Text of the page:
You want your 5K with color? You can choose among Color in Motion, The Color Run, Color Me Rad or Color Vibe, for starters.
Oh, it's glow you want? Plenty of that, too. Same goes for mud and obstacles. You can run 3.1 miles trying to escape from zombies. And if food is your motivator, there are now pumpkin pie or hot chocolate runs.
But if you want your run with a healthy dose of charity, you might have to do your homework. The majority of the trendiest runs, which provide fantastic photo opportunities — who needs Instagram filters when you and your friends are covered in multicolored cornstarch? — are operated by national, for-profit companies.
Wait, you say, I thought those color runs were supporting nonprofits. "Sort of" is the best response. Yes, they have national, and sometimes local, nonprofit partners. But the degree of support varies.
In July, Color in Motion, an Idaho-based group, put on a local event that supported Colorado Springs Sports Corporation. Mike Moran, senior media consultant for the Sports Corp, says his organization got a "modest" percentage of the race's $50 entry fee. The race, on the other hand, was folded into the State Games and into the city's downtown Olympic Celebration, and got to use State Games volunteers. So it's fair to wonder whether race organizers got more than they gave.
A month before that, Color Me Rad had put on an event that supported Colorado Springs Parks and Recreation's community centers. Despite thousands of runners participating at $30 to $50 a head, the city received $5,162, according to chief communications officer Cindy Aubrey.
To be clear, neither Moran nor Aubrey is complaining. And it's not that the runs are hiding their intentions, exactly: Check out their websites and they acknowledge (some more prominently than others) that they're in the profit-generating business.
So what's the problem?
It has to do with the number of races. Trying to get an accurate count is more challenging than finishing a half-marathon, but it seems like there was a color or glow run nearly every weekend through the summer, including The Color Run in America the Beautiful Park last weekend.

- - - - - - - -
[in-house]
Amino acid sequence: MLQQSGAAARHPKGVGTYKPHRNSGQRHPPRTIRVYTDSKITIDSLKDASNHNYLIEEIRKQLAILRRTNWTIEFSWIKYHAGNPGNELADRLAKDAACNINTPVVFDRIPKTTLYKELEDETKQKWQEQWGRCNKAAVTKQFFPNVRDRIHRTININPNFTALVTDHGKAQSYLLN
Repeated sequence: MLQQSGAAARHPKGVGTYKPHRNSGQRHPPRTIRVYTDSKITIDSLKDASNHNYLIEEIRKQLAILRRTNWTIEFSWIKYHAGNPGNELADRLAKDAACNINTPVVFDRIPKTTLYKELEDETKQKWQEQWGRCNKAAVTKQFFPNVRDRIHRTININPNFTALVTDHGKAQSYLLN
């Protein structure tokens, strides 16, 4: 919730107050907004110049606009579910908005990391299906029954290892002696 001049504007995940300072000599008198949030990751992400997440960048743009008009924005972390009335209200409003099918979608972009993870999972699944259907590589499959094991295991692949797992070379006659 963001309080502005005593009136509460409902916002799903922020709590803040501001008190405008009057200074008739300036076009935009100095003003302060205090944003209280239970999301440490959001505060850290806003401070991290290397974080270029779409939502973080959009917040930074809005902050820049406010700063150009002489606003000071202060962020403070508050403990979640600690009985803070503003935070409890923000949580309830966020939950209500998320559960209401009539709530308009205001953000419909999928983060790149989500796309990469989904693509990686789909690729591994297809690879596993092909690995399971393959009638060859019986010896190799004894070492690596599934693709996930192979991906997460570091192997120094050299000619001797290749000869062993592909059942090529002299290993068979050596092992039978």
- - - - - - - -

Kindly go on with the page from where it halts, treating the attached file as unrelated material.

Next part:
Meanwhile, some nonprofits have over the years come to rely heavily on charity runs. If you want to get a workout and make a donation, there are already plenty of such nonprofit options. According to a Pikes Peak Road Runners schedule, there are at least five this weekend alone, including the Humane Society for the Pikes Peak Region's Pawtoberfest and the Greccio Housing Run for Home 5K on Sunday. (Disclosure: I'm on Greccio's board.)
Considering that entry fees for both for-profit and nonprofit races are regularly $35 to $50, even the most ambitious runners are unlikely to do it all. And against such colorful competition, says Dave Somers, executive director of the Center for Nonprofit Excellence, nonprofits will have to work harder to retain and draw supporters. (Of course, that might mean getting into the goofiness themselves: El Paso County Parks is hosting a zombie run on Sept. 28 to raise funds and emphasize emergency preparedness.)
But Somers, who's a runner himself, says that it's also about the runner taking responsibility. He suggests: "Check out websites, go to the organizations and see what they've disclosed to the public. How transparent are they in terms of their financial statements?"
Lori Meister, a breast cancer survivor who lives in Piñon Valley, has participated in the Komen Foundation's Race for the Cure (perhaps one of the best-known nonprofit runs with races across the country) for two years. Before being diagnosed, she and her family talked about doing the race; after her diagnosis, she says, it was a no-brainer.
"Seventy-five percent or more of donations goes into local efforts," Meister says. "It feels like you're doing something and you know where your money is going."
So get out there and run — but remember, not all races are created equal.